Basically, this means companies scouring the globe to find places that offer the cheapest labour and the slackest employment legislation. While prestige car brands are not engaging in that sort of activity, they do seem to be racing towards the bottom of the car market. With Audi, BMW and Mercedes all having launched their second-generation lower medium models, now is a good time to take stock of whether this has been a good move.
Generally speaking, the move has been a success in terms of sales. From a standing start, all three manufacturers are achieving at least half as much market share in the lower medium segment as they are in the upper medium segment. Given how established compact executive cars are in the UK, that is a pretty good result.
However, it is interesting that just slapping a prestige badge on the front of a small car is not enough, as has been proven by the odd failure.
The Audi A2 has got nowhere near its sales targets as it managed to solve a number of non-existent problems. Lightweight aluminium construction makes a lot of sense for a big luxury car, such as the new Jaguar XK8, but in a small car, aluminium is just a feature, not a benefit.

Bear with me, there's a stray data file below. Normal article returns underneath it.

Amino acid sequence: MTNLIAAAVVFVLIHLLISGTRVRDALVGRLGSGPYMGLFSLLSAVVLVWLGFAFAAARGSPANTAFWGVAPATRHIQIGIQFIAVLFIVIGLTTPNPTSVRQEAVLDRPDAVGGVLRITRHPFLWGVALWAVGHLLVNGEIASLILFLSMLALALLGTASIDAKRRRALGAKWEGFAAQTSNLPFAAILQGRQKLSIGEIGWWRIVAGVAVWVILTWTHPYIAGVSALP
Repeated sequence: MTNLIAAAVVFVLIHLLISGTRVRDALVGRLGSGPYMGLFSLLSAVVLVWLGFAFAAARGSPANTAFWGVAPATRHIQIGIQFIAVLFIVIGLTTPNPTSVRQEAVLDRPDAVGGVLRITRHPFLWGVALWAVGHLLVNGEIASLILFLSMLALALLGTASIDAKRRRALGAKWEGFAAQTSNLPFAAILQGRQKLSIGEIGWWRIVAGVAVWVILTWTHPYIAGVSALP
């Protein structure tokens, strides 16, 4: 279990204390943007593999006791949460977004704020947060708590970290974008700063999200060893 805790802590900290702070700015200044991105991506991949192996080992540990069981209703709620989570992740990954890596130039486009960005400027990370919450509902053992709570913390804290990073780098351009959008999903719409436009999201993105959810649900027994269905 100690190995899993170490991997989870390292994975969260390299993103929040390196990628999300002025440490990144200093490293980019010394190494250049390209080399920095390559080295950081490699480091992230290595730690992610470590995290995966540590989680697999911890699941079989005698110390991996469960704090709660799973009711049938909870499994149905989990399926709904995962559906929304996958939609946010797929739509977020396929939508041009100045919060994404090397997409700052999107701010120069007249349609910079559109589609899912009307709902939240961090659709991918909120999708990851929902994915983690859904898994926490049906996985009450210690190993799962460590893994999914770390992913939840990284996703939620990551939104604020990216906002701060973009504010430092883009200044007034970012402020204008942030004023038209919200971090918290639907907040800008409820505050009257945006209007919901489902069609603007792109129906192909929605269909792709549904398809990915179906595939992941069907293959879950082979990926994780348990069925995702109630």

The A2, with its high technology, was intended to bring Audi to a younger audience of trend-setting 30-somethings. Instead, its compact dimensions, high quality and tall stance made it perfect for a small number of affluent older people.
In the case of BMW, the 3-series Compact is being dropped as the far bigger-selling 1-series has taken over.
So is a lower medium car the automotive equivalent of a free hit for the prestige brands – simply offer the prestige badge to a wider clientele and watch the money roll in?
Unfortunately not. When a prestige brand goes downmarket, it inevitably dilutes the brand value to some extent. The more convincing the smaller car, the less damage it will do, but there will always be some collateral damage.
That’s why Mercedes has worked hard to improve the perceived quality of the new A-class: this generation feels like a Mercedes, whereas early MkI models had interior plastics apparently borrowed from a budget brand.
The major factor in the move downmarket is that it will work so long as everyone does it. If all three German brands move into the lower medium segment, then none of them loses their prestige aura relative to the others.
Theoretically, that should create an opportunity for other prestige brands to cash in on their more exclusive status but, clearly, that has not happened.
The spectre at the feast is Lexus, who believes it is the one best placed to attack the slightly diluted images of the big three German marques in the UK prestige market.